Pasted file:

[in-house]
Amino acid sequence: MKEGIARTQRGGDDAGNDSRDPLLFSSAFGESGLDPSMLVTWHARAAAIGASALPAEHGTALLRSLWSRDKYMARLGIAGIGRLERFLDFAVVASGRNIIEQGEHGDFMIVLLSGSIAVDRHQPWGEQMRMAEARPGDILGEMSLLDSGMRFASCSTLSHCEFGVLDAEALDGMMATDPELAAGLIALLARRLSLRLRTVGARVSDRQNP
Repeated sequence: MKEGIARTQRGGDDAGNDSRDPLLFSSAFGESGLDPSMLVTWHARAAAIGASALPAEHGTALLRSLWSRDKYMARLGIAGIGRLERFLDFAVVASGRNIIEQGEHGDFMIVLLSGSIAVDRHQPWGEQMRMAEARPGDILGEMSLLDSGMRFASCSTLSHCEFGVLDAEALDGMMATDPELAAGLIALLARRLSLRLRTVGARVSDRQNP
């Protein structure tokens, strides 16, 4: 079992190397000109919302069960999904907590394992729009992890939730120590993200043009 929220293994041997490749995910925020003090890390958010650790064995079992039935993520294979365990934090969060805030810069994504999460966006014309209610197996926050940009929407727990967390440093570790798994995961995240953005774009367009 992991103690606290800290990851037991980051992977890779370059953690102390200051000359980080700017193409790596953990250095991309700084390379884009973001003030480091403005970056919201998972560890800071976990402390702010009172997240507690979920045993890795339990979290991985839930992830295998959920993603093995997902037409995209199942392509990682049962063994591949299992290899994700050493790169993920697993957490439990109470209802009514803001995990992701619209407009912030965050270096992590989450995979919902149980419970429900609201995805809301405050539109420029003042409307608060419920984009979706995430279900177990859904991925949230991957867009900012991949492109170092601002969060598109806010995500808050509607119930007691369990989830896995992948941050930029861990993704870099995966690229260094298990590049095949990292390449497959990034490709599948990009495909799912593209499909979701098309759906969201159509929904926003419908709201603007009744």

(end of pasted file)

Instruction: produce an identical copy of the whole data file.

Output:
[in-house]
Amino acid sequence: MKEGIARTQRGGDDAGNDSRDPLLFSSAFGESGLDPSMLVTWHARAAAIGASALPAEHGTALLRSLWSRDKYMARLGIAGIGRLERFLDFAVVASGRNIIEQGEHGDFMIVLLSGSIAVDRHQPWGEQMRMAEARPGDILGEMSLLDSGMRFASCSTLSHCEFGVLDAEALDGMMATDPELAAGLIALLARRLSLRLRTVGARVSDRQNP
Repeated sequence: MKEGIARTQRGGDDAGNDSRDPLLFSSAFGESGLDPSMLVTWHARAAAIGASALPAEHGTALLRSLWSRDKYMARLGIAGIGRLERFLDFAVVASGRNIIEQGEHGDFMIVLLSGSIAVDRHQPWGEQMRMAEARPGDILGEMSLLDSGMRFASCSTLSHCEFGVLDAEALDGMMATDPELAAGLIALLARRLSLRLRTVGARVSDRQNP
């Protein structure tokens, strides 16, 4: 079992190397000109919302069960999904907590394992729009992890939730120590993200043009 929220293994041997490749995910925020003090890390958010650790064995079992039935993520294979365990934090969060805030810069994504999460966006014309209610197996926050940009929407727990967390440093570790798994995961995240953005774009367009 992991103690606290800290990851037991980051992977890779370059953690102390200051000359980080700017193409790596953990250095991309700084390379884009973001003030480091403005970056919201998972560890800071976990402390702010009172997240507690979920045993890795339990979290991985839930992830295998959920993603093995997902037409995209199942392509990682049962063994591949299992290899994700050493790169993920697993957490439990109470209802009514803001995990992701619209407009912030965050270096992590989450995979919902149980419970429900609201995805809301405050539109420029003042409307608060419920984009979706995430279900177990859904991925949230991957867009900012991949492109170092601002969060598109806010995500808050509607119930007691369990989830896995992948941050930029861990993704870099995966690229260094298990590049095949990292390449497959990034490709599948990009495909799912593209499909979701098309759906969201159509929904926003419908709201603007009744």